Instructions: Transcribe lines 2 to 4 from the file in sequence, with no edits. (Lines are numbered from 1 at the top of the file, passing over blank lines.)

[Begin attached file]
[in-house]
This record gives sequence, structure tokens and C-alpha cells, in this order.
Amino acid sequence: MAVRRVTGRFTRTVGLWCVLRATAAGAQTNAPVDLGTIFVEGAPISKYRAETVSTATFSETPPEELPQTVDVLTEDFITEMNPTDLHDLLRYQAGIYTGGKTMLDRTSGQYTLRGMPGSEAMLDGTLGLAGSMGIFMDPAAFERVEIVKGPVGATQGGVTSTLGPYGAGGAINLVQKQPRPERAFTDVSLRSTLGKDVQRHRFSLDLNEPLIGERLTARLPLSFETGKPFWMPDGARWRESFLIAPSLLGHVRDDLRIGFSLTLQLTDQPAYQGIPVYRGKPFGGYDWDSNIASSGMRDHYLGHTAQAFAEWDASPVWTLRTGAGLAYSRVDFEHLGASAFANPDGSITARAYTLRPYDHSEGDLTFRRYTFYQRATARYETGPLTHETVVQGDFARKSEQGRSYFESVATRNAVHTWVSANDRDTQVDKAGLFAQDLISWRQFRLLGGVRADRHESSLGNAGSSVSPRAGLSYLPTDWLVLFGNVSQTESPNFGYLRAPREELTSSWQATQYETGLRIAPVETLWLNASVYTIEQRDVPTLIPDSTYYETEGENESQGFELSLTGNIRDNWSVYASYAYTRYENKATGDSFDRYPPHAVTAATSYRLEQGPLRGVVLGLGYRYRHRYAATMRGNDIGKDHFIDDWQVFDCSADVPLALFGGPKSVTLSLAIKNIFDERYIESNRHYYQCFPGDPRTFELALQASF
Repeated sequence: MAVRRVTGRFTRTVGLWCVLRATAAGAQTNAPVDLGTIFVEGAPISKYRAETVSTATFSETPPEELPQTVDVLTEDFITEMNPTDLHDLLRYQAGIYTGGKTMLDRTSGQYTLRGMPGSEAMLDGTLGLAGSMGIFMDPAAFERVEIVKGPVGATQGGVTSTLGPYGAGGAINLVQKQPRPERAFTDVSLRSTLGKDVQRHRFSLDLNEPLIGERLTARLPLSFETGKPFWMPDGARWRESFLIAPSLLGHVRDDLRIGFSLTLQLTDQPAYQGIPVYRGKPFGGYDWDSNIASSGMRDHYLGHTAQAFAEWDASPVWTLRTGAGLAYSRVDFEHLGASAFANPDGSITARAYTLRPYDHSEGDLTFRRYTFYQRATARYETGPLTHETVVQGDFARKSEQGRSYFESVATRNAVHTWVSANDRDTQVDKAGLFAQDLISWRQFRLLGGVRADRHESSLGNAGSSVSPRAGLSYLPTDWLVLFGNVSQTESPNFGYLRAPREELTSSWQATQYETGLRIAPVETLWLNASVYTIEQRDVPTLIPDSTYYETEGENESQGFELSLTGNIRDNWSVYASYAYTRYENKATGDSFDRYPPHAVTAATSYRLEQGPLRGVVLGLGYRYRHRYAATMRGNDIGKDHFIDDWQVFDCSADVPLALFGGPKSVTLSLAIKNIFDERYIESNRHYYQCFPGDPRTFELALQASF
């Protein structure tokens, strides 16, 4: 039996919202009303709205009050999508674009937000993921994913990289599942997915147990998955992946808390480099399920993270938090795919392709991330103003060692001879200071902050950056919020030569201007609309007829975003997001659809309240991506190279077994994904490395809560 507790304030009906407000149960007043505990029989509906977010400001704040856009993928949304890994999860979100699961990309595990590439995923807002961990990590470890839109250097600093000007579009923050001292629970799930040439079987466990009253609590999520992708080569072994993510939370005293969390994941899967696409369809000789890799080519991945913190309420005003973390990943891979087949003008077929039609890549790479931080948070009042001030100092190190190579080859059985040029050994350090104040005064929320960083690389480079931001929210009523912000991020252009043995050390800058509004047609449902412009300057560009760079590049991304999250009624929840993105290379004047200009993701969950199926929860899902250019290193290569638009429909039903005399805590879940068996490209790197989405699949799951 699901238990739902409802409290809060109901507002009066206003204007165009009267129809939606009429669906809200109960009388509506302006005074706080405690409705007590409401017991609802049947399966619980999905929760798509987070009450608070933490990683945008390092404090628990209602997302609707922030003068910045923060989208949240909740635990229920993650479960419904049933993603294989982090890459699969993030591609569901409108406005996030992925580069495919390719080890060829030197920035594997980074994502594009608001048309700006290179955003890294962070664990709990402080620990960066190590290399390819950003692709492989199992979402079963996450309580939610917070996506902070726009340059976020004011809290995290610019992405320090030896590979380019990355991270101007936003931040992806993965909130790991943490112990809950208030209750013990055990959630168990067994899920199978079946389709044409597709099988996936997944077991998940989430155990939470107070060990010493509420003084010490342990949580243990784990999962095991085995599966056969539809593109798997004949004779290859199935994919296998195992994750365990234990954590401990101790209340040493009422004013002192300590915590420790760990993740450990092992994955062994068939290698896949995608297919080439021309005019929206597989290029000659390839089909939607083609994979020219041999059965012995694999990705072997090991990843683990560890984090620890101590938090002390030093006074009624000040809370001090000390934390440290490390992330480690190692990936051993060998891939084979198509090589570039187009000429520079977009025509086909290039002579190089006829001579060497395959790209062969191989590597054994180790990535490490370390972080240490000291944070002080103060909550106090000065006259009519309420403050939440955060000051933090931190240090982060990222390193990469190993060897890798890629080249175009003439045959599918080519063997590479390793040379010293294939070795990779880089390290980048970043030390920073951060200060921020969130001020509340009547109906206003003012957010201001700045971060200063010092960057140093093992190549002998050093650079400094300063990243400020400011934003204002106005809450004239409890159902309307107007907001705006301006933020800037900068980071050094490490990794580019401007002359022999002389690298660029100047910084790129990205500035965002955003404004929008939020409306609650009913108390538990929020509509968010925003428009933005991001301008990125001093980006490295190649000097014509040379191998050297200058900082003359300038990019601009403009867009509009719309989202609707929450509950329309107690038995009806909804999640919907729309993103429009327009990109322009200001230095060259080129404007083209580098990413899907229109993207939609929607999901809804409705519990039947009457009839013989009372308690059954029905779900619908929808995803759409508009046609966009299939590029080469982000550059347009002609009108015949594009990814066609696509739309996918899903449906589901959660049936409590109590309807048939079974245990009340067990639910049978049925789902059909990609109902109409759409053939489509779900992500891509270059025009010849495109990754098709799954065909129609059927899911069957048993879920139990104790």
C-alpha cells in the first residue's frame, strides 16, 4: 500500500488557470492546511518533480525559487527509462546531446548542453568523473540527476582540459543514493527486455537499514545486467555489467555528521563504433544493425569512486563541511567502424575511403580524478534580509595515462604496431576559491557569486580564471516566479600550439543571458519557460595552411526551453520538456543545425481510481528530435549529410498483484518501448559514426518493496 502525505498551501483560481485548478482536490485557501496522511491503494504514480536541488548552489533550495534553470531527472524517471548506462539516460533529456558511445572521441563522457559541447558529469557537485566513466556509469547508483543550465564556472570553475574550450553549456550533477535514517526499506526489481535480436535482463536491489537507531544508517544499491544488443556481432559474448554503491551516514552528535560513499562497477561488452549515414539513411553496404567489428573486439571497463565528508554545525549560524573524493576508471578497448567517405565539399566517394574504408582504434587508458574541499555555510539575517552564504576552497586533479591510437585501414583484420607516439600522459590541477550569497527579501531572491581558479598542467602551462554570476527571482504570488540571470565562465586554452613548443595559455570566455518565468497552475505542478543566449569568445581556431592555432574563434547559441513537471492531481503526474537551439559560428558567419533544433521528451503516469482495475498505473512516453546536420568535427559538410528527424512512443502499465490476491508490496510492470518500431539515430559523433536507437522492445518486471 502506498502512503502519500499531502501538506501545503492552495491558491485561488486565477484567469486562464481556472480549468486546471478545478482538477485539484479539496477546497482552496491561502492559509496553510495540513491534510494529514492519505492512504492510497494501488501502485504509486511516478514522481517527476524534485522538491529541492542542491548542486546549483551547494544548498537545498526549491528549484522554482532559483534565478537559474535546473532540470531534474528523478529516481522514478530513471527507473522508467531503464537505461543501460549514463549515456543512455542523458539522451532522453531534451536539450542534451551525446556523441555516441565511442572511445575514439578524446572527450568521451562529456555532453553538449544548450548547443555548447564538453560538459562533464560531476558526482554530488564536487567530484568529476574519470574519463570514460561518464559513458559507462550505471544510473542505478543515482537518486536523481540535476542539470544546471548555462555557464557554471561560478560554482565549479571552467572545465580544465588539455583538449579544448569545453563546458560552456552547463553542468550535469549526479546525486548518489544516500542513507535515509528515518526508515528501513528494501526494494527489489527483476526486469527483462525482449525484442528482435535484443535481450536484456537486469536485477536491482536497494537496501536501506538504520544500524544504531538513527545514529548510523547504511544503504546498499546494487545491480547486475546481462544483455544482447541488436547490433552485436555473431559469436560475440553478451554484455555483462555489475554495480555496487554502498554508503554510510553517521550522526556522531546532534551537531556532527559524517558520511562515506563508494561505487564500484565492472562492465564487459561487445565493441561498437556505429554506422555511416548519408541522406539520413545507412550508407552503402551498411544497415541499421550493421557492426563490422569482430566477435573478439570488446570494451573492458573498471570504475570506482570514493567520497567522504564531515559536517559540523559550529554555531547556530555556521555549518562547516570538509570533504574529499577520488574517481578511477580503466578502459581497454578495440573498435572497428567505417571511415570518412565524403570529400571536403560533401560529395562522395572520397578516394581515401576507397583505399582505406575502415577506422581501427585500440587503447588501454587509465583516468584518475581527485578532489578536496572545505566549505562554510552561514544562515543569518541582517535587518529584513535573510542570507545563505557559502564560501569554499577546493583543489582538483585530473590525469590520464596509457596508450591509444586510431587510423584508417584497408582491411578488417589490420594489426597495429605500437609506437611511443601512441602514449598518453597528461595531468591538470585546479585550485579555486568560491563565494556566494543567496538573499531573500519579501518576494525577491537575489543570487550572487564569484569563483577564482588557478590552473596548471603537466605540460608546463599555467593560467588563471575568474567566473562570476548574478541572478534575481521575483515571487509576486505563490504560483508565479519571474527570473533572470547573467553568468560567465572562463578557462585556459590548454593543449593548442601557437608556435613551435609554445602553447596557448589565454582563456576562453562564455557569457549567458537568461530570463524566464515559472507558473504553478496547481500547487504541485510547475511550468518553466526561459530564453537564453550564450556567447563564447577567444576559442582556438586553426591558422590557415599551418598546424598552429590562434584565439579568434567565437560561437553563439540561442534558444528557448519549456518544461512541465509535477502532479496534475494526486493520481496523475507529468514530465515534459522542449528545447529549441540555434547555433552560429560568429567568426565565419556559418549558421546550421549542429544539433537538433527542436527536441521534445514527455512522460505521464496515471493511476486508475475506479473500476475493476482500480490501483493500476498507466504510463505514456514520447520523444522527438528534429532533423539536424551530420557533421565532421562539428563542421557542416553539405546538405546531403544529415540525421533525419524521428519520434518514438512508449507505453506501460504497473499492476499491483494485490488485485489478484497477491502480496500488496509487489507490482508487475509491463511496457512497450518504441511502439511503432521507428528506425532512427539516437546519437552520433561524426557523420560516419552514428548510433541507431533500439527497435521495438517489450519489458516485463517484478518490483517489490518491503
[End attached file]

This record gives sequence, structure tokens and C-alpha cells, in this order.
Amino acid sequence: MAVRRVTGRFTRTVGLWCVLRATAAGAQTNAPVDLGTIFVEGAPISKYRAETVSTATFSETPPEELPQTVDVLTEDFITEMNPTDLHDLLRYQAGIYTGGKTMLDRTSGQYTLRGMPGSEAMLDGTLGLAGSMGIFMDPAAFERVEIVKGPVGATQGGVTSTLGPYGAGGAINLVQKQPRPERAFTDVSLRSTLGKDVQRHRFSLDLNEPLIGERLTARLPLSFETGKPFWMPDGARWRESFLIAPSLLGHVRDDLRIGFSLTLQLTDQPAYQGIPVYRGKPFGGYDWDSNIASSGMRDHYLGHTAQAFAEWDASPVWTLRTGAGLAYSRVDFEHLGASAFANPDGSITARAYTLRPYDHSEGDLTFRRYTFYQRATARYETGPLTHETVVQGDFARKSEQGRSYFESVATRNAVHTWVSANDRDTQVDKAGLFAQDLISWRQFRLLGGVRADRHESSLGNAGSSVSPRAGLSYLPTDWLVLFGNVSQTESPNFGYLRAPREELTSSWQATQYETGLRIAPVETLWLNASVYTIEQRDVPTLIPDSTYYETEGENESQGFELSLTGNIRDNWSVYASYAYTRYENKATGDSFDRYPPHAVTAATSYRLEQGPLRGVVLGLGYRYRHRYAATMRGNDIGKDHFIDDWQVFDCSADVPLALFGGPKSVTLSLAIKNIFDERYIESNRHYYQCFPGDPRTFELALQASF
Repeated sequence: MAVRRVTGRFTRTVGLWCVLRATAAGAQTNAPVDLGTIFVEGAPISKYRAETVSTATFSETPPEELPQTVDVLTEDFITEMNPTDLHDLLRYQAGIYTGGKTMLDRTSGQYTLRGMPGSEAMLDGTLGLAGSMGIFMDPAAFERVEIVKGPVGATQGGVTSTLGPYGAGGAINLVQKQPRPERAFTDVSLRSTLGKDVQRHRFSLDLNEPLIGERLTARLPLSFETGKPFWMPDGARWRESFLIAPSLLGHVRDDLRIGFSLTLQLTDQPAYQGIPVYRGKPFGGYDWDSNIASSGMRDHYLGHTAQAFAEWDASPVWTLRTGAGLAYSRVDFEHLGASAFANPDGSITARAYTLRPYDHSEGDLTFRRYTFYQRATARYETGPLTHETVVQGDFARKSEQGRSYFESVATRNAVHTWVSANDRDTQVDKAGLFAQDLISWRQFRLLGGVRADRHESSLGNAGSSVSPRAGLSYLPTDWLVLFGNVSQTESPNFGYLRAPREELTSSWQATQYETGLRIAPVETLWLNASVYTIEQRDVPTLIPDSTYYETEGENESQGFELSLTGNIRDNWSVYASYAYTRYENKATGDSFDRYPPHAVTAATSYRLEQGPLRGVVLGLGYRYRHRYAATMRGNDIGKDHFIDDWQVFDCSADVPLALFGGPKSVTLSLAIKNIFDERYIESNRHYYQCFPGDPRTFELALQASF